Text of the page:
Cyberspace: the final frontier for English education

November 8, 2021 | 06:11 pm PT
Bach Ngoc Chien Businessman
Modern technology makes learning foreign languages possible for millions across the globe, but someone needs to pave the road.

Learning English in Vietnam is not an easy task.

A friend of mine pays VND200,000 ($8.85) for an hour of English tutoring for their daughter. The classes cost the family over VND3 million a month on average.

Another friend enrolled their child in an English center, hoping to secure a coveted scholarship. The price is VND400 million for over a year of studying and preparing student profiles.

Training as an English teacher is costly as well. Some demand VND150 million for a four-day program with 10 teachers, or almost VND4 million a day for each of them.

Seeing such price tags could deter many parents from giving their kids the best English education possible. But must it be so?

I used to teach English 30 years ago. I still do, but in a different way now.

Back then, people listened to cassettes, read books and wrote with chalk on blackboards. Now I can access thousands of English lessons with the touch of a finger, all digitized and stored on the Internet.

The English I taught in the past was mostly confined to speaking, but now first graders learn English for much more specialized purposes like math and science.

Many have done their own science projects during the lockdown and uploaded them on the Internet, all in English. Such a thing would have been unthinkable 30 years ago, but here we are.

Technology can make learning English much cheaper and more scalable. Take an online English course for example. One account may cost VND1.5 million for a lifetime of access. Companies get to make a profit as they only need to produce the lessons once, and students get to learn them as many times as they want to. In the right hands, technology can be a game-changer for both education providers and consumers.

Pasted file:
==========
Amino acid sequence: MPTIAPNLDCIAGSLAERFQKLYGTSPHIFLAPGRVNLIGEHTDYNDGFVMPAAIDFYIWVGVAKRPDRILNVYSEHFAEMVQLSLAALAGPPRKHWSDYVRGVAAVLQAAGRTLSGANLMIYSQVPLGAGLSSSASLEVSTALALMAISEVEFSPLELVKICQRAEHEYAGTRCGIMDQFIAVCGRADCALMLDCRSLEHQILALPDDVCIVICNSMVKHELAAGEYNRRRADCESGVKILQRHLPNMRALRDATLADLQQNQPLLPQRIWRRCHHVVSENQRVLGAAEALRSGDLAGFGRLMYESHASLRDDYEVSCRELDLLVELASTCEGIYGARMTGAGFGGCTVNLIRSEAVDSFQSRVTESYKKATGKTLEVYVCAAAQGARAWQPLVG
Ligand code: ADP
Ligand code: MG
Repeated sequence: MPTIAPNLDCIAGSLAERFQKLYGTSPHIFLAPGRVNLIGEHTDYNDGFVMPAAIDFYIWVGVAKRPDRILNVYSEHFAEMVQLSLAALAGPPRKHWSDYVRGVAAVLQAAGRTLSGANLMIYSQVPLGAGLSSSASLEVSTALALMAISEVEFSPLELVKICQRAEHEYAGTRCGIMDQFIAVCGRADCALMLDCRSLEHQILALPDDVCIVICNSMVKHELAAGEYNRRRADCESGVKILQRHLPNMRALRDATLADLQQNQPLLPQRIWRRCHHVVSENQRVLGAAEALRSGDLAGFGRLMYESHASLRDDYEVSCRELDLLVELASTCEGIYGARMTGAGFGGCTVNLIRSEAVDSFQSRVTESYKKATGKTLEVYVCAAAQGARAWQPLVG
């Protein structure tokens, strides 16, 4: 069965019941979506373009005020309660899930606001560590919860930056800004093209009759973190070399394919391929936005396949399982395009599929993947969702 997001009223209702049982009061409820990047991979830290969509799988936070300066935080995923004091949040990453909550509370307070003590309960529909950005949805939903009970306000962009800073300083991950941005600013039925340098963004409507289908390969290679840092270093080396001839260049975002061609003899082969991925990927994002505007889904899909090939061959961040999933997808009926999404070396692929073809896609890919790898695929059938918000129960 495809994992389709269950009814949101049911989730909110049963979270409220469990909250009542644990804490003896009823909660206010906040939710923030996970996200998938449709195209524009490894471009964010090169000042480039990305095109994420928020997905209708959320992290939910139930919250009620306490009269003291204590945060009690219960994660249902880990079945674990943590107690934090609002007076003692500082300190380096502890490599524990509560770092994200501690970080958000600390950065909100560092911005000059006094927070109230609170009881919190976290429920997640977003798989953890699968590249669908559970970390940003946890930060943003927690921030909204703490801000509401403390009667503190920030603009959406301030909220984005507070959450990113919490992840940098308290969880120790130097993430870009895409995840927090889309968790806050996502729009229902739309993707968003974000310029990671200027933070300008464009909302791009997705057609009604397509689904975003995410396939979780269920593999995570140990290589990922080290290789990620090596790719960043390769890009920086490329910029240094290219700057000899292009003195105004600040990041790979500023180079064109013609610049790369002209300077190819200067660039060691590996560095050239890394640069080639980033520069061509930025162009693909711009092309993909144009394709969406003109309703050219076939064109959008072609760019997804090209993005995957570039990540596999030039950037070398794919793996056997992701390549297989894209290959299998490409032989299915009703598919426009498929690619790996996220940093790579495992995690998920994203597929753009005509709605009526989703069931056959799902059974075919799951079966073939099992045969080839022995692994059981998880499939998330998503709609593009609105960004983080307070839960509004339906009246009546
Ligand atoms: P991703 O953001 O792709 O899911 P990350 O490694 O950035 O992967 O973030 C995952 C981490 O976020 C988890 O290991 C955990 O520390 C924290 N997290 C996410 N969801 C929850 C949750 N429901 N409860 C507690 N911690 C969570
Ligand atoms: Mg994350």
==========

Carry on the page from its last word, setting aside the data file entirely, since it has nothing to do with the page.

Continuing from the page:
The roles teachers play have also changed with the emergence of new technologies. From someone who provides knowledge in its raw form, teachers are now mentors who teach students how to think for themselves. No longer confined within four walls, classrooms are now capable of reaching millions of learners thanks to the Internet.

Amid the pandemic, the transition to online education is a no-brainer. A normal English center can accommodate a few hundred students, but the Internet can reach thousands, even millions, and without a proportional increase in resources and costs.

Of course, there are caveats to learning and teaching through a screen. People in rural and remote areas, where electronic devices for online learning remain out of reach, have limited options. Not every teacher is willing to give up traditions. Not all companies can develop programs that are suitable or affordable for Vietnamese students.

But English will stay relevant for years to come. More people are learning the language than ever, and technology can bring it to so many more, especially those who will not be able to gain access to it otherwise.

I hope English education can be encouraged and properly managed so that all students enjoy the best education possible. The education ministry should evaluate and approve English education programs to create a consistent program at public schools. The government should encourage telecom and tech firms to provide device and data support for the poor and those living in remote areas.

Cooperation between education and tech firms can also drive innovation.

*Bach Ngoc Chien is the vice chairman of the EQuest Education Group. The opinions expressed are his own.

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